At the time of writing, the latest version of the DrugAge database, Build 3 (release date: 19/07/2019), corrects for small errors and adds hundreds of new entries. Herein, the positive entries in the database used in Barardo et al. (2017) were replaced with the data from the newest version of DrugAge, Build 3. The same negative entries as Barardo et al. (2017) were used4. The modified database contained a total of 1558 compounds with 395 positive entries and 1163 negative ones. In this study, the term “DrugAge database” refers to the modified dataset with a total of 1558 compounds.

Representation of chemical compounds

The chemical structures of the DrugAge dataset were converted into canonical SMILES strings using the Python package PubChemPy70. The SMILES strings were standardised by the Standardiser tool developed by Francis Atkinson in 201471. Standardisation removed inorganic compounds, salt/solvent components and metal species as well as neutralised the compounds by adding or removing hydrogen atoms71. Stereoisomers, even if biologically may have different activities, were treated as duplicates as they had identical SMILES strings. For two or more stereoisomers in the same class, only one was kept. For duplicates in different classes, both were removed72. After standardisation and duplicate removal, the number of molecules in the DrugAge database was reduced to a total of 1430 compounds with 304 positive and 1126 negative entries. The predictive database used in this study can be found in Additional File 2.

Molecular descriptor generation

The standardised SMILES strings were converted into mol files in the RDKit environment and opened in the MOE software19,23. The chemical structures were energy minimised in the Energy Minimize General mode of MOE using Amber10:EHT force field23. A total of 354 descriptors were calculated including all 2D, internal i3D and external x3D coordinate depended on 3D descriptors. Due to software limitation, few 3D descriptors ('AM1_E', 'AM1_Eele', 'AM1_HF', 'AM1_HOMO', 'AM1_IP', 'AM1_LUMO', 'MNDO_E', 'MNDO_Eele', 'MNDO_HF', 'MNDO_HOMO', 'MNDO_IP', 'MNDO_LUMO', 'PM3_E', 'PM3_Eele', 'PM3_HF', 'PM3_HOMO', 'PM3_IP', 'PM3_LUMO') could not be calculated for ten chemical structures. The missing values were replaced with the average value of the remaining chemical structures for the given descriptor.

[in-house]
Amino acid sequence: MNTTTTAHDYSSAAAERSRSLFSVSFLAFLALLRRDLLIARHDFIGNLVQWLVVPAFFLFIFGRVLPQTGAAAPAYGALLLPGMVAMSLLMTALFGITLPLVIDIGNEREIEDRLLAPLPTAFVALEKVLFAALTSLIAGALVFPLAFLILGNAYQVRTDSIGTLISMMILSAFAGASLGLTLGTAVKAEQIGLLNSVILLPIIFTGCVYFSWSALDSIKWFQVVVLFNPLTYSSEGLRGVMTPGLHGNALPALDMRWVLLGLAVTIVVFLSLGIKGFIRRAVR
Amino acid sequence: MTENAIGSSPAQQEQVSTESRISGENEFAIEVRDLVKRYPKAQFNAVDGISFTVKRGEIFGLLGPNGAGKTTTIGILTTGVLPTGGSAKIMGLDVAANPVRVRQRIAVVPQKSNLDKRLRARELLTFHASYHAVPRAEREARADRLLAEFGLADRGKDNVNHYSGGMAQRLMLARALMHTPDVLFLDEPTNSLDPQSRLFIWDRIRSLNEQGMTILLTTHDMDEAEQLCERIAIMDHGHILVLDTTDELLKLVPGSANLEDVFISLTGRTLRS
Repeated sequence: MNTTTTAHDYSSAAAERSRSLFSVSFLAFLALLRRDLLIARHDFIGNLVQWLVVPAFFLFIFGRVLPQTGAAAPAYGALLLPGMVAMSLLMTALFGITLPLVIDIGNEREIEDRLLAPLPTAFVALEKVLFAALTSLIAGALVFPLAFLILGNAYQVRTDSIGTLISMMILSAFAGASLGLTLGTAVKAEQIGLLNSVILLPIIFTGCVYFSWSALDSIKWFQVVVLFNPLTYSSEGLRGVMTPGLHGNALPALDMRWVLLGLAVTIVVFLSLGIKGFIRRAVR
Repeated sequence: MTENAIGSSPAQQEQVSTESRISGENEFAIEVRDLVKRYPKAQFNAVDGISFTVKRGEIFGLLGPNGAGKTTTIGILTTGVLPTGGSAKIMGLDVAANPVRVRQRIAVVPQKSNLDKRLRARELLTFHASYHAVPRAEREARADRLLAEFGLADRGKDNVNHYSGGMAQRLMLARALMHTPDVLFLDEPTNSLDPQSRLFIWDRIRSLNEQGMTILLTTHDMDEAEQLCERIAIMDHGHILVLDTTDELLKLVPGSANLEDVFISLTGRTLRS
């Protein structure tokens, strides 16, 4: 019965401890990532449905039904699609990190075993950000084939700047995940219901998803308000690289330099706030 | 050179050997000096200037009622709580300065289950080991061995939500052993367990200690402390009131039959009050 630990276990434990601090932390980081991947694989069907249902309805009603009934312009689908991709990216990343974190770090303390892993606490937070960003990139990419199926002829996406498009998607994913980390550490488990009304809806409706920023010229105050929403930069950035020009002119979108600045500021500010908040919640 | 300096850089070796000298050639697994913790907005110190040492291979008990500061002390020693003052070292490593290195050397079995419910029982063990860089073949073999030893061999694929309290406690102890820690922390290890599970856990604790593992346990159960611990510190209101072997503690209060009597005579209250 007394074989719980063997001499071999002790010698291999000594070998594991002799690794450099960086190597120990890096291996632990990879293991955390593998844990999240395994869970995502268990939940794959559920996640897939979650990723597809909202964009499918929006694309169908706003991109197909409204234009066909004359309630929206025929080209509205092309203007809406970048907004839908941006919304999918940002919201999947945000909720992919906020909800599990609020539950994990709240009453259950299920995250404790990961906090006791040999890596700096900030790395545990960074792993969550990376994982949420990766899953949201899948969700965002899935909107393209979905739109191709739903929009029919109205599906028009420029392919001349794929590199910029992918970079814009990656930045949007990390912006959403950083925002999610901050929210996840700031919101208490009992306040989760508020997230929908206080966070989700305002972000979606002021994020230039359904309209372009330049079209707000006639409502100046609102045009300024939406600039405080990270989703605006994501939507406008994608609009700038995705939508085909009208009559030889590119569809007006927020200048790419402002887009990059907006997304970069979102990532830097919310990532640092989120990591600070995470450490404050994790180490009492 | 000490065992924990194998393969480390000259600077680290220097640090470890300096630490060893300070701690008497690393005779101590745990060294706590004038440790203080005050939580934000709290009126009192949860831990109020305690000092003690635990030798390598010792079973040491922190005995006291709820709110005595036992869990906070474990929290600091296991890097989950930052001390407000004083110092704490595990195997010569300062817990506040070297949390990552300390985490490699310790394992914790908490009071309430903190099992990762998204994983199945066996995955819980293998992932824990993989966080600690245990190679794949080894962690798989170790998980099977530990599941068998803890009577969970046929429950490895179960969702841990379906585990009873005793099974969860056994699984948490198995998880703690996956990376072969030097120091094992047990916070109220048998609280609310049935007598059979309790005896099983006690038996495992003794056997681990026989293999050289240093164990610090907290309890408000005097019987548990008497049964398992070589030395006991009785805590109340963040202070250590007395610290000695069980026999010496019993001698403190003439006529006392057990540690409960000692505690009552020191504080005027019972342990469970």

Molecular fingerprint generation

Molecular fingerprints were generated in the Python RDKit environment from the standardised SMILES strings19. ECFP of 1024-bits and 2048-bits length were calculated with an atomic radius of 2. These were represented as “ECFP_1024” and “ECFP_2048”, respectively. In addition to the ECFPs, RDKit topological fingerprints of 2048-bits length were generated with a maximum path length of 5 bonds and denoted as “RDKit5”.